The ATA, American Trucking Association, At It Again. This Time They're Green.

The ATA is well known for being against truckers. Their name is an oxymoron. It should be the American Trucking Company Owner Association. Nothing they do is for the driver, and very little they do is for the industry. They’re name makes them sound as if they speak for the entire industry. Now, they’ve decided to go green.

If you are a driver and/or owner-operator, I’m preaching to the choir. If you are not, hopefully you will understand that the ATA does not want fair competition among large company and small company trucking. They want to narrow the shipping industry down to a few tightly controlled large companies. This unfair competition will raise the overall costs of shipping, therefore hurting the economy in the process.

I found this article about how they are going green. Many of these points make sense and sound great for our world, but there are big problems for small and independent companies. They are problems the ATA will exploit to ensure a better marketplace for the companies that support them. “Green” technologies overall are not proven, and when you narrow the science down to the transportation industry, the theories gain even less credibility. If you look into the reasons that these “green” practices target the small company while leaving large companies open to do as they wish, you understand the motivation is not for ecological benefits. Lets look at these “green” practices and you decide.

  1. Governers – setting the max speed for all trucks.
    • Not the gain for safety you would think. Truck that are governed tend to cling to tightly and create gridlock on the highway system.
    • Speed is an owner-operator’s edge and the ATA is very well aware of this. While speed can be abused, an experienced owner-operator knows how and when to use it in his favor. Large fleets cannot allow thier inexperienced drivers to utilize higher speeds for a business edge.
    • The mechanics and gearing of specialized owner-operator trucks can allow them to run more efficiently at higher speeds while these configurations are to costly to apply to a large fleet of trucks.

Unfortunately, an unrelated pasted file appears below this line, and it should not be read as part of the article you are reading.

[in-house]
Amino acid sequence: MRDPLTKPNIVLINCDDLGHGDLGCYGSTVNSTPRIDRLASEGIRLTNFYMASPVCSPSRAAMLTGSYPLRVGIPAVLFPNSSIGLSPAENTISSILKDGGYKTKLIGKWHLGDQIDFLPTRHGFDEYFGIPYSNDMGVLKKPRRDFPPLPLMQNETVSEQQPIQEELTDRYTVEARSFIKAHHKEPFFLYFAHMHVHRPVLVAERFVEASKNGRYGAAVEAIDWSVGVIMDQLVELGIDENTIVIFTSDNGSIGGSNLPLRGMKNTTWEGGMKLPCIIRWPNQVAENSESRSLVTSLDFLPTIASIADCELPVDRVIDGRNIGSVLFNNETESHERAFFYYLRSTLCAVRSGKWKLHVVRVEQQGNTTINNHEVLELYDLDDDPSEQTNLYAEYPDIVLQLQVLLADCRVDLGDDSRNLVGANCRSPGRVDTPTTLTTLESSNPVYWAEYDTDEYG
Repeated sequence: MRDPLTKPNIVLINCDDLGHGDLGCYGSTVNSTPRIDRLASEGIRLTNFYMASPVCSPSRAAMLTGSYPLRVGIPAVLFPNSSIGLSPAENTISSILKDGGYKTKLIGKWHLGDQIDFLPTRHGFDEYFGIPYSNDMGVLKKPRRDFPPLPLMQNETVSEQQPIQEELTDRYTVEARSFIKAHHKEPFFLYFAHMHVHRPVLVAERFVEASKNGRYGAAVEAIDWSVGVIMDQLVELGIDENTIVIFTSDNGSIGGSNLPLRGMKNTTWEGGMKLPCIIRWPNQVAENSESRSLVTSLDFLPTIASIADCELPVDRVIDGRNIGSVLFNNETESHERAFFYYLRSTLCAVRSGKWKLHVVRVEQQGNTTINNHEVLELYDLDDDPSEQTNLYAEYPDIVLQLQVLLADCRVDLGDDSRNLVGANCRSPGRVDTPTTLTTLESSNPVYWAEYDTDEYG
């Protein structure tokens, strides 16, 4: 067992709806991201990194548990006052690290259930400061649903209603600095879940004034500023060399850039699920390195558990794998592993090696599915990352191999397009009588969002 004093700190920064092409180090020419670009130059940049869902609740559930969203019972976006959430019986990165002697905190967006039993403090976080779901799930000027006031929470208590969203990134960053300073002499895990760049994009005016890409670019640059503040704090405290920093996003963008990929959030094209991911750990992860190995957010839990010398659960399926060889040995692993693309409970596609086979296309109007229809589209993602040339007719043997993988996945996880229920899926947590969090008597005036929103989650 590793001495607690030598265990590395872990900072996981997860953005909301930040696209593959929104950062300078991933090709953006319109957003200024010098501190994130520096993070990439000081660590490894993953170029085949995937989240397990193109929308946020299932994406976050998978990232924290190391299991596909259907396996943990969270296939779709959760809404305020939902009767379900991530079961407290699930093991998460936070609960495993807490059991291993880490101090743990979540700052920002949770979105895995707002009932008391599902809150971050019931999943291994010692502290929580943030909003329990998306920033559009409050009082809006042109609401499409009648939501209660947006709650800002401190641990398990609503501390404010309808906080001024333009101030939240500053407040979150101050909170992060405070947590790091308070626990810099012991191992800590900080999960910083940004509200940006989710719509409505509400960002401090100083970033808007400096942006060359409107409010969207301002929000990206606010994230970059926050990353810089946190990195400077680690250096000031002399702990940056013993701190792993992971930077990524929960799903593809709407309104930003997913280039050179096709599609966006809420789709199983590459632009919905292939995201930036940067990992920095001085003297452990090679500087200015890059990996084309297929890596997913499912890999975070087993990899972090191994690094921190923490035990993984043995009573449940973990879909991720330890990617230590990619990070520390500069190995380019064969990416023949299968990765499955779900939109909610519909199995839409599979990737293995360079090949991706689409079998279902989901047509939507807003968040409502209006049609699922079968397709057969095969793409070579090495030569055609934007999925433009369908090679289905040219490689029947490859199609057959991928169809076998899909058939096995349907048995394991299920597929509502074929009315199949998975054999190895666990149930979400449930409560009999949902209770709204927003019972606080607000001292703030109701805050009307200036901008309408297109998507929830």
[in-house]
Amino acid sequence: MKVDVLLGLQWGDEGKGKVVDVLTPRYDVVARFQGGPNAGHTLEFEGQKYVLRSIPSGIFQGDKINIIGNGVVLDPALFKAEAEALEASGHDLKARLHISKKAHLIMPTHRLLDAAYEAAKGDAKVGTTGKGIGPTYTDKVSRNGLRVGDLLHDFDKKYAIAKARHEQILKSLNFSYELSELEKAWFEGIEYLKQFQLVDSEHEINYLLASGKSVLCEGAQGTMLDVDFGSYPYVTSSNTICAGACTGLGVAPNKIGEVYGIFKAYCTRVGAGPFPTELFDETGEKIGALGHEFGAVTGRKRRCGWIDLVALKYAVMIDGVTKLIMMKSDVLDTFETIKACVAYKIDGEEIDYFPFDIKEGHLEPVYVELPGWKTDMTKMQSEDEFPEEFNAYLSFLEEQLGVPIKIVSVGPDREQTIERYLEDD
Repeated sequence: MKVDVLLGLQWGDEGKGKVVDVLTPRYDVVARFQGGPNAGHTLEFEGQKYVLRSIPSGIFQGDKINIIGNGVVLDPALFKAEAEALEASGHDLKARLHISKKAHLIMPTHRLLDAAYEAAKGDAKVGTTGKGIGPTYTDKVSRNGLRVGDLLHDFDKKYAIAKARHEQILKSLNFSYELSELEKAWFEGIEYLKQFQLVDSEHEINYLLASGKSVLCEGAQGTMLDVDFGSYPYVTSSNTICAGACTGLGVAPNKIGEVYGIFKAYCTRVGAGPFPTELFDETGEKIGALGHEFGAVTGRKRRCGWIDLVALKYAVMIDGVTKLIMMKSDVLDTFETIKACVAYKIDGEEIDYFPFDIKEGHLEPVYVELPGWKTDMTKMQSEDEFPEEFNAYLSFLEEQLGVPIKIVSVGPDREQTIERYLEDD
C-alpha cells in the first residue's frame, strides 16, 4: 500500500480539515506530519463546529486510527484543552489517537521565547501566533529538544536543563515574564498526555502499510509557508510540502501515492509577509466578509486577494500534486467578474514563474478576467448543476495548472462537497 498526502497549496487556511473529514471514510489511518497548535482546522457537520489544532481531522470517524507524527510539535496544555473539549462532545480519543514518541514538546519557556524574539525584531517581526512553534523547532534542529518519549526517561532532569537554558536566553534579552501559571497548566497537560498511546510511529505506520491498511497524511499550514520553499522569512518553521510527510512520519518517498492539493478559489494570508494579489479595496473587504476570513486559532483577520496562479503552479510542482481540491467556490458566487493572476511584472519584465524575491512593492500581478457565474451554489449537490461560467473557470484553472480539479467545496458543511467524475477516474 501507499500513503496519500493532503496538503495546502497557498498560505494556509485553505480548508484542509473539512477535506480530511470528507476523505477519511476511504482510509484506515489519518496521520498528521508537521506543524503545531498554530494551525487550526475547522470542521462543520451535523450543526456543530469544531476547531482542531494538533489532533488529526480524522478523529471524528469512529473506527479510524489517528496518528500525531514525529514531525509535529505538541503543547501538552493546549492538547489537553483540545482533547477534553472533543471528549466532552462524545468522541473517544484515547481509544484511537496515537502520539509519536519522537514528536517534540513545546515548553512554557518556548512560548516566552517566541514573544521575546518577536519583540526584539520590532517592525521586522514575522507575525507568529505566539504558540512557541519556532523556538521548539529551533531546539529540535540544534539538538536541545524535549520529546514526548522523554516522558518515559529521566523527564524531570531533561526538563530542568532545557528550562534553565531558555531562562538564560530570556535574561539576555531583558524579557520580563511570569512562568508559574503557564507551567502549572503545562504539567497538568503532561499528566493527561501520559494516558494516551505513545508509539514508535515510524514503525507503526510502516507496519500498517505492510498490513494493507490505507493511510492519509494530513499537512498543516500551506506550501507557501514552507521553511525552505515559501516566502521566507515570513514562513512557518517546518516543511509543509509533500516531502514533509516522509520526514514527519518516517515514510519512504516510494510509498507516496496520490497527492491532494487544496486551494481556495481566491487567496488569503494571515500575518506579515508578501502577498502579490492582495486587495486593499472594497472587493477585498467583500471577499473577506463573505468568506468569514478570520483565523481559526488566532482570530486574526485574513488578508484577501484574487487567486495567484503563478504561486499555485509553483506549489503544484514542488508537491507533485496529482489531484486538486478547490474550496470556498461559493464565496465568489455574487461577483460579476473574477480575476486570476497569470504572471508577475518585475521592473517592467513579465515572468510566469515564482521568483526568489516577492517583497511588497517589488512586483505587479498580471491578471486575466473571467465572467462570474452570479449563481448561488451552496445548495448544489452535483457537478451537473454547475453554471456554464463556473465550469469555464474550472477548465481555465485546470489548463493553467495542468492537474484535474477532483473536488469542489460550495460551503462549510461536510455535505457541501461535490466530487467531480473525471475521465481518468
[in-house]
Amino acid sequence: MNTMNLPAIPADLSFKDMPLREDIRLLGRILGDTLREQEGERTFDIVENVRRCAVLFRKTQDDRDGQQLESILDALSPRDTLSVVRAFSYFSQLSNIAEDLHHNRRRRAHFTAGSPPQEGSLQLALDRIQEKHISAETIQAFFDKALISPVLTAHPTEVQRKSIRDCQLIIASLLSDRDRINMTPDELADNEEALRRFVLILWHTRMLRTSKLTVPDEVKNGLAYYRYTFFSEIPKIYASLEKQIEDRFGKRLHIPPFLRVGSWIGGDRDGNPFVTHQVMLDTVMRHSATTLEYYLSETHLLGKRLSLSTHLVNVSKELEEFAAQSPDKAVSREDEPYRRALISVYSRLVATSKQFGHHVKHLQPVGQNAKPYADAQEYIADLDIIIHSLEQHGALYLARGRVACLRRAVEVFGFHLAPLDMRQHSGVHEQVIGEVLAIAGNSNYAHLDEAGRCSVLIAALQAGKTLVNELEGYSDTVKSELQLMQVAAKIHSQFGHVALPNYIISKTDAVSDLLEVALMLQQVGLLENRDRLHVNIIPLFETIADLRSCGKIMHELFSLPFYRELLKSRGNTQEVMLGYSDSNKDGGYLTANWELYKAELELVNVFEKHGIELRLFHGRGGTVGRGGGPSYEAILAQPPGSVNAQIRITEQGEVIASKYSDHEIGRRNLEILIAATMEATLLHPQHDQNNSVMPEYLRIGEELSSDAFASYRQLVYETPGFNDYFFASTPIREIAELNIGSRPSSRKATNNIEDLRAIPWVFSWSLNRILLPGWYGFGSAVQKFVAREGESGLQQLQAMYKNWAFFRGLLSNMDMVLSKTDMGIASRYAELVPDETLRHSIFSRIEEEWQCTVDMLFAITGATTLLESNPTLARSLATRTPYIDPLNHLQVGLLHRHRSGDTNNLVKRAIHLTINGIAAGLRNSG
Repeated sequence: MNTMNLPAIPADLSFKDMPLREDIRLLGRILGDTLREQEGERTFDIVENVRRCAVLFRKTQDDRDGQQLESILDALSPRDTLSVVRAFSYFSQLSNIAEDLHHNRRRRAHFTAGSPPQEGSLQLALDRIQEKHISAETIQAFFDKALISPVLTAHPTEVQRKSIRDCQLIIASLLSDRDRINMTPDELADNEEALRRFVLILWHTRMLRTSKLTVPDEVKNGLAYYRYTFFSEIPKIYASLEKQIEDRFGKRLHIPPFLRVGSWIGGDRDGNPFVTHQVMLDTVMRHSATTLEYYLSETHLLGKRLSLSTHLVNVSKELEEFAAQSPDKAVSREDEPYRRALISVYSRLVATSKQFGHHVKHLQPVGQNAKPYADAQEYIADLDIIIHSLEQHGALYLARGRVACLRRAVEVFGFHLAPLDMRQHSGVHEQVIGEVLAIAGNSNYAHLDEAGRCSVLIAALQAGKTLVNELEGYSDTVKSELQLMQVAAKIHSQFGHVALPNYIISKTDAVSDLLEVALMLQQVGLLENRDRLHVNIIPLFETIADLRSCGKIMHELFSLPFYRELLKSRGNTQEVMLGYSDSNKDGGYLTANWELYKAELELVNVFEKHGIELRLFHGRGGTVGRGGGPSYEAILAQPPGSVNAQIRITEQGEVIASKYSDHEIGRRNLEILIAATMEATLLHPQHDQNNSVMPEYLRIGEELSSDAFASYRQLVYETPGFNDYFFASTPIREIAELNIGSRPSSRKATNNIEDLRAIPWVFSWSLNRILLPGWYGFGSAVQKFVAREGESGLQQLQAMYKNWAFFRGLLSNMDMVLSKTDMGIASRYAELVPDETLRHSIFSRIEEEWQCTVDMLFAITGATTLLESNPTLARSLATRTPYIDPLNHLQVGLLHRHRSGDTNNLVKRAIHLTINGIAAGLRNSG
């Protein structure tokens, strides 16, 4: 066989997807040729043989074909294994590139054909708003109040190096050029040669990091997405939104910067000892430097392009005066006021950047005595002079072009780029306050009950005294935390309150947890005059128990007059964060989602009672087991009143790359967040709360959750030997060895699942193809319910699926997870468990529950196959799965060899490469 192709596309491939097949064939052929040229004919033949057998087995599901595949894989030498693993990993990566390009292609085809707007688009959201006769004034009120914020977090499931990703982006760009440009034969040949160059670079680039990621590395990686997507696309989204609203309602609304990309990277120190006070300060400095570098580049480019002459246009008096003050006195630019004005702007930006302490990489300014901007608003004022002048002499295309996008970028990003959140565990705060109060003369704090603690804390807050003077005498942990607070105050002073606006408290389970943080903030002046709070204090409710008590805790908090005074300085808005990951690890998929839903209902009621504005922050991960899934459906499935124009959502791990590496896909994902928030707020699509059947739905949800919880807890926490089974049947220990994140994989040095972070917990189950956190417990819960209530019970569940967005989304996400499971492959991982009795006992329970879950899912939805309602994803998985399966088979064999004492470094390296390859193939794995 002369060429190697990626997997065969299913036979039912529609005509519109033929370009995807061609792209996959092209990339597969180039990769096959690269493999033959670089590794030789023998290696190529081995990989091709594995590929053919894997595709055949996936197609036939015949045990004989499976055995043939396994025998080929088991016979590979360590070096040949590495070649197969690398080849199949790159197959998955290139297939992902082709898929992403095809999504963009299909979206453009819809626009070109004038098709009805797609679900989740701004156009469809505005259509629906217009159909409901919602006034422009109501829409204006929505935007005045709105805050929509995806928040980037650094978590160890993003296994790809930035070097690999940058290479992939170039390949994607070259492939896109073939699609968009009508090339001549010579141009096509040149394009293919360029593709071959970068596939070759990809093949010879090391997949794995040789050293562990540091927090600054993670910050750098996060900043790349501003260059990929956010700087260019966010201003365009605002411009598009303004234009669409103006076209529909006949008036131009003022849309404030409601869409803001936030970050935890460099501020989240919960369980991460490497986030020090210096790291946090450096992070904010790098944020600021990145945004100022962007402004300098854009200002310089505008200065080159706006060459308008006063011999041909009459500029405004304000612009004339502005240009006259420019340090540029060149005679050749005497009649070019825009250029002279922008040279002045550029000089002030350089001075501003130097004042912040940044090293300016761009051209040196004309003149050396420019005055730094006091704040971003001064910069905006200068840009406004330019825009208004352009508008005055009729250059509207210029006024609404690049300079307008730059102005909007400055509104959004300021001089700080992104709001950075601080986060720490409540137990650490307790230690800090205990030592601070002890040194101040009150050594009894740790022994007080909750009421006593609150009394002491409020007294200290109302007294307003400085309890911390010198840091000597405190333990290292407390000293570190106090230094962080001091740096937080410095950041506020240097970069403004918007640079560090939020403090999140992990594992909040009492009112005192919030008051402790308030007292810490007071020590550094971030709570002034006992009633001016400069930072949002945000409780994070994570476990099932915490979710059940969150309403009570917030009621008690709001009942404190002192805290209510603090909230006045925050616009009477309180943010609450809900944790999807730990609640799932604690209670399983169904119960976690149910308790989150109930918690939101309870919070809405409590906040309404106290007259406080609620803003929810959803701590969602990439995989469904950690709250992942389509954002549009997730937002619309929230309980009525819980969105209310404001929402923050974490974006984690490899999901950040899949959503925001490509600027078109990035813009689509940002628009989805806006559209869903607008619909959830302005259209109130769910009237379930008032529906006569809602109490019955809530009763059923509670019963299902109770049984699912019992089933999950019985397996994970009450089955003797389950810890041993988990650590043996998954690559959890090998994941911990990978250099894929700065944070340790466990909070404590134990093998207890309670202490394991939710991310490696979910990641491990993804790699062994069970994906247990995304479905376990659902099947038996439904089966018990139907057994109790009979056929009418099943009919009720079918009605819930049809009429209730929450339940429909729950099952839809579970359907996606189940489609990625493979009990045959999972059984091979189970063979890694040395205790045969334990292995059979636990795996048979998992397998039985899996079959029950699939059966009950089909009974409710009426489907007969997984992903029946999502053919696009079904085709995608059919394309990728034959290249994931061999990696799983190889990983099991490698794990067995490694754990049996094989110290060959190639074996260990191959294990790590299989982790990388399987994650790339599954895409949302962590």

2.  Idle Reduction
    • Owner Operators and small companies know how to manage this without regulation. Their tight profit margins do not allow for wasted fuel. They do need to idle for certain circumstances and laws preventing it create an unsafe situation for everone as the drivers can lose rest without the comfort an idled truck provides.
    • The alternatives for idling can be restrictive and a small operator can make adjustments. Large companies want an across-the-board solution to ease the management in large fleet.
  3. Removing Older Vehicles From Operation
    • This would put many small operations under. They’re prime investment is their equipment and they’ve taken care of it to make it last. Buying new equipment just for the sake of ecological reasons would ruin their business. Large fleets can afford to take the hit and they would reap the rewards by removing competition.
  4. Fuel Tax Hike
    • Small increases can put small operations out of business. Large companies plan on using other tax shelters to make up for this loss, where small operations do not have the same tax relief.
  5. More Productive Truck Combinations
    • They are trying to force drivers into areas where it is not legal or safe to operate these combinations. Otherwise, this would be a good idea. The drivers pick up the slack here and take the blame for the accidents that this can cause.
  6. National Fuel Economy Standards
    • Another method to outlaw specialized configurations of  equipment, therefore taking the edge off of the small operator.

The biggest lie in the article, “Sometimes it’s about more than the bottom line.” That’s a big whopper of a lie from the ATA! It is always about the bottom line with the corporations they represent, always. It is actually illegal for a corporation to not operate in the interest of the bottom line. It is their duty to their shareholders to do everything possible to increase the bottom line. That’s fine and fair, we’re supposed to be in a capitalist society. There is no need to lie about it, unless you are trying to hoodwink the government and population.

If these “green” policies were fair and based on proven science, it would be self-evident. However they are biased and motivated by greed to eliminate fair competition and place an even larger burden on the individual driver. Yes, we need to be good stewards of the environment, but looking out for your neighbor is important too. The nation’s truck drivers work some of the longest hours in the harshest of conditions of any occupation in the United States. In the end, these policies reduce the chances of individual success of a driver and increase a driver’s safety and health risk’s.

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